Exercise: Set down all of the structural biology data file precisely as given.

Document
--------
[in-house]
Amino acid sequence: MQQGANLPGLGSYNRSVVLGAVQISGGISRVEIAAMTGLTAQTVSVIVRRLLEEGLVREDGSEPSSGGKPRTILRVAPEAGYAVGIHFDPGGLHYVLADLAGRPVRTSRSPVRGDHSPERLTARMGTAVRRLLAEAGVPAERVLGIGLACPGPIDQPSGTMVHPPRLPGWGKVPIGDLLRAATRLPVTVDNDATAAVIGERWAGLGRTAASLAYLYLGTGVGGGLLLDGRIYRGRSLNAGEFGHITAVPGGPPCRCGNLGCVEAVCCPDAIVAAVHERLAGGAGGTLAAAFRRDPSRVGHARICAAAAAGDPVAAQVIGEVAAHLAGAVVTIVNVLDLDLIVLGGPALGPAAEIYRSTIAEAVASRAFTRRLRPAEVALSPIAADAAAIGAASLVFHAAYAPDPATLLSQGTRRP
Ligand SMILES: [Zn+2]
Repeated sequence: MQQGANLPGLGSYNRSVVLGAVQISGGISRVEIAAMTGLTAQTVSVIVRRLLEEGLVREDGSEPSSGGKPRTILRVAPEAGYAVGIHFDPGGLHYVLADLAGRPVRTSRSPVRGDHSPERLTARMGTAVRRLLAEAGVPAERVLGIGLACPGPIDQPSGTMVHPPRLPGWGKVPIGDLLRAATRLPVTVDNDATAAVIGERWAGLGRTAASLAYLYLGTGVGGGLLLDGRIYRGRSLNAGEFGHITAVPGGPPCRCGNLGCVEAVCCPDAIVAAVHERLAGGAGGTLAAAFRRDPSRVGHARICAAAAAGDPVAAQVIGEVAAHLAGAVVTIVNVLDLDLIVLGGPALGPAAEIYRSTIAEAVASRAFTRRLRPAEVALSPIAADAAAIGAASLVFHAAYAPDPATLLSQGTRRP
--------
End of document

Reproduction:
[in-house]
Amino acid sequence: MQQGANLPGLGSYNRSVVLGAVQISGGISRVEIAAMTGLTAQTVSVIVRRLLEEGLVREDGSEPSSGGKPRTILRVAPEAGYAVGIHFDPGGLHYVLADLAGRPVRTSRSPVRGDHSPERLTARMGTAVRRLLAEAGVPAERVLGIGLACPGPIDQPSGTMVHPPRLPGWGKVPIGDLLRAATRLPVTVDNDATAAVIGERWAGLGRTAASLAYLYLGTGVGGGLLLDGRIYRGRSLNAGEFGHITAVPGGPPCRCGNLGCVEAVCCPDAIVAAVHERLAGGAGGTLAAAFRRDPSRVGHARICAAAAAGDPVAAQVIGEVAAHLAGAVVTIVNVLDLDLIVLGGPALGPAAEIYRSTIAEAVASRAFTRRLRPAEVALSPIAADAAAIGAASLVFHAAYAPDPATLLSQGTRRP
Ligand SMILES: [Zn+2]
Repeated sequence: MQQGANLPGLGSYNRSVVLGAVQISGGISRVEIAAMTGLTAQTVSVIVRRLLEEGLVREDGSEPSSGGKPRTILRVAPEAGYAVGIHFDPGGLHYVLADLAGRPVRTSRSPVRGDHSPERLTARMGTAVRRLLAEAGVPAERVLGIGLACPGPIDQPSGTMVHPPRLPGWGKVPIGDLLRAATRLPVTVDNDATAAVIGERWAGLGRTAASLAYLYLGTGVGGGLLLDGRIYRGRSLNAGEFGHITAVPGGPPCRCGNLGCVEAVCCPDAIVAAVHERLAGGAGGTLAAAFRRDPSRVGHARICAAAAAGDPVAAQVIGEVAAHLAGAVVTIVNVLDLDLIVLGGPALGPAAEIYRSTIAEAVASRAFTRRLRPAEVALSPIAADAAAIGAASLVFHAAYAPDPATLLSQGTRRP